Posts from 24th November 2009

Nov 09

The FT Top 25 Pubs of the 00s No 22: The Lord Clyde

FT8 comments • 855 views

Walking past Disney Place through twirling snowflakes that melt on your nose and eyelashes, there’s a childlike magic in the air – it’s the last day of school! Er, I mean, work.

The last Friday before Christmas is of course Demob Day. Even if you have to nominally work for a few days the following week, you know it’s going to be in a half-empty office, and your most pressing concern will be improving your Souvlaki Tetris high score. Demob Day means you can finally relax. It means all the usual suspects will be in the same pub for once. It means arriving already half-cut thanks to extended lunchtime drinks with your colleagues. It means leaving work early anyway despite said lengthy lunch and bagging a good table.


The Perils of Eating Vegetarian: “Fish” and Chips

Pumpkin Publog9 comments • 5,127 views

Pubs can offer many excellent things, as are being amply revealed in our Pubs of the 00s series. However, culinary invention is rarely one of them. Even self-proclaimed gastropubs rarely get further than putting ‘twists’ on the standard pub options — sausages, pies, burgers, sandwiches, fish & chips. Some of them just chuck the word ‘posh’ on the front of each and have done with it. This is because pubs should offer comfort and stability, and that’s what people want from them.

The Spirit Group (the managed arm of Punch Taverns) have, however, waded into the murky territory of food science, which they should really have left to the experts.


The Top 100 Tracks Of All Time: 23. Kate Bush – Wuthering Heights

FT/7 comments • 1,691 views

There are 15 cover versions of Wuthering Heights on Spotify. They are all here in this playlist. Since Tom has covered everything I could say about the original here, I thought I’d look at these versions instead to see if there is a secret about the song that will be revealed. So in order of Spotify popularity:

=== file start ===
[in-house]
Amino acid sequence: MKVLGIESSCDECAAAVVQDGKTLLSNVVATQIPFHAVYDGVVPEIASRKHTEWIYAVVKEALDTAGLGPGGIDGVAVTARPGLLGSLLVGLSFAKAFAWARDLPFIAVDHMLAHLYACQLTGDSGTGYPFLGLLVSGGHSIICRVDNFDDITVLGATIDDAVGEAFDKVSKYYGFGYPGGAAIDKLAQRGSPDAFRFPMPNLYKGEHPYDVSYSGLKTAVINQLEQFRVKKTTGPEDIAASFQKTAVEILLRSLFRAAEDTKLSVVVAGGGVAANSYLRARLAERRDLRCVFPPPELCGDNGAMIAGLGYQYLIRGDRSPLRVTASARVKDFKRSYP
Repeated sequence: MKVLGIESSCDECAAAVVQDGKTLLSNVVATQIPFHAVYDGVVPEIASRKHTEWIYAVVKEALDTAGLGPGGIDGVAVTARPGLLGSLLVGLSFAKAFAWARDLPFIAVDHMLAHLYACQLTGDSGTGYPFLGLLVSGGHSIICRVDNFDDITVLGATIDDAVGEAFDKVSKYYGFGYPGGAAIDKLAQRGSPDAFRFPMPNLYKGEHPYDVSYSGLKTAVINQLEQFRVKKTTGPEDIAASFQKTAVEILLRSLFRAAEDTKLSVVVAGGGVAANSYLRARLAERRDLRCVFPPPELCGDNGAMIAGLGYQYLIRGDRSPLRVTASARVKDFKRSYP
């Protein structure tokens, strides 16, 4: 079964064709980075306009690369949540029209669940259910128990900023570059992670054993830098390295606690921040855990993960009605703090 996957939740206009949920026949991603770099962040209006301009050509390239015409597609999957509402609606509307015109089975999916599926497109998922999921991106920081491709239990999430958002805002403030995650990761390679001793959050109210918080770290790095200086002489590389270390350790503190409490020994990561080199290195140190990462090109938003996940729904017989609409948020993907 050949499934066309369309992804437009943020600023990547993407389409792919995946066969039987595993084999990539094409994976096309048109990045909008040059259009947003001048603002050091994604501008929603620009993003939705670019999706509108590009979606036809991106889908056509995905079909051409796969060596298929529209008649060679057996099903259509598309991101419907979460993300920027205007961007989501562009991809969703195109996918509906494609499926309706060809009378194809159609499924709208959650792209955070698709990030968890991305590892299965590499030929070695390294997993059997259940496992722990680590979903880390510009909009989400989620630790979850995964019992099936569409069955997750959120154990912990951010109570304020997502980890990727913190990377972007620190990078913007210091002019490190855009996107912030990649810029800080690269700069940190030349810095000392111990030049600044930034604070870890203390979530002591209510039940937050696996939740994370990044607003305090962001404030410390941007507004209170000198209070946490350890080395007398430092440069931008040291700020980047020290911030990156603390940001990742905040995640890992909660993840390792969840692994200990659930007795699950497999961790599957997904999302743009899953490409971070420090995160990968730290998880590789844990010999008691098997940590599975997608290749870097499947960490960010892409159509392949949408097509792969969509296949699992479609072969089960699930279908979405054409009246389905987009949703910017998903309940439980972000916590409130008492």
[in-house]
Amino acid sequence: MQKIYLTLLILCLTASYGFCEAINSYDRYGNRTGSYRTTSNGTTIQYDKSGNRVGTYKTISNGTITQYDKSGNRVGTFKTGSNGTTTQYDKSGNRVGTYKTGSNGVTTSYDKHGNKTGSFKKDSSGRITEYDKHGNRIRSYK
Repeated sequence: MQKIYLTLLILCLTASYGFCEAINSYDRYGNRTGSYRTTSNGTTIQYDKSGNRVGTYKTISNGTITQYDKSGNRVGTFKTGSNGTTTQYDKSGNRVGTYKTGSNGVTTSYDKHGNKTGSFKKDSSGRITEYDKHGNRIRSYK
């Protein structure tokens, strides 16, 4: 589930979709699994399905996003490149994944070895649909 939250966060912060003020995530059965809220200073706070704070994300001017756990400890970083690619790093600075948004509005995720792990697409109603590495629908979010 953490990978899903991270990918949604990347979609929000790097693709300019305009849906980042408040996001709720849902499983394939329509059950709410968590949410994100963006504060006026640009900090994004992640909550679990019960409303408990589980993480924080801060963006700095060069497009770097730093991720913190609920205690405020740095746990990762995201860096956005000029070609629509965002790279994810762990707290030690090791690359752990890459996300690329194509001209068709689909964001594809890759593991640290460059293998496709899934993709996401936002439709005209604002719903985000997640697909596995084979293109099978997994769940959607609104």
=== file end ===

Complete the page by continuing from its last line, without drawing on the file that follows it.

The Puppini Sisters: They spread their Beverley Sisters for the noughties magic over Kate’s tragic, and in the process sing it as if they do not understand any of the words. Indeed they pronounce Cathy as Caffeine. Not trusting the original to be nuts enough they also add wacky milk bottle instrumentation, a musical saw and a thorough disdain for anyone who liked the original.

ANGRAAngra: I think its a non-native English speaking male singer trying it in a gentle falsetto. It is! Brazillian power metal, which only really comes on in a few drum fills and some underplayed choral guitars. Possibly a little bit too respectful, for a metal version the original has more oomph. Not bad though.

Hayley Westenra: I am guessing a country singer, again played straight but with an interesting set of lilting flutes in the background. Actually the backing is so tame we are tiptoeing into potentially Irish ballading/easy listening. Oh, she is a NZ classical music singer who later joined a Celtic band and is apparently quite big. Competent but bland.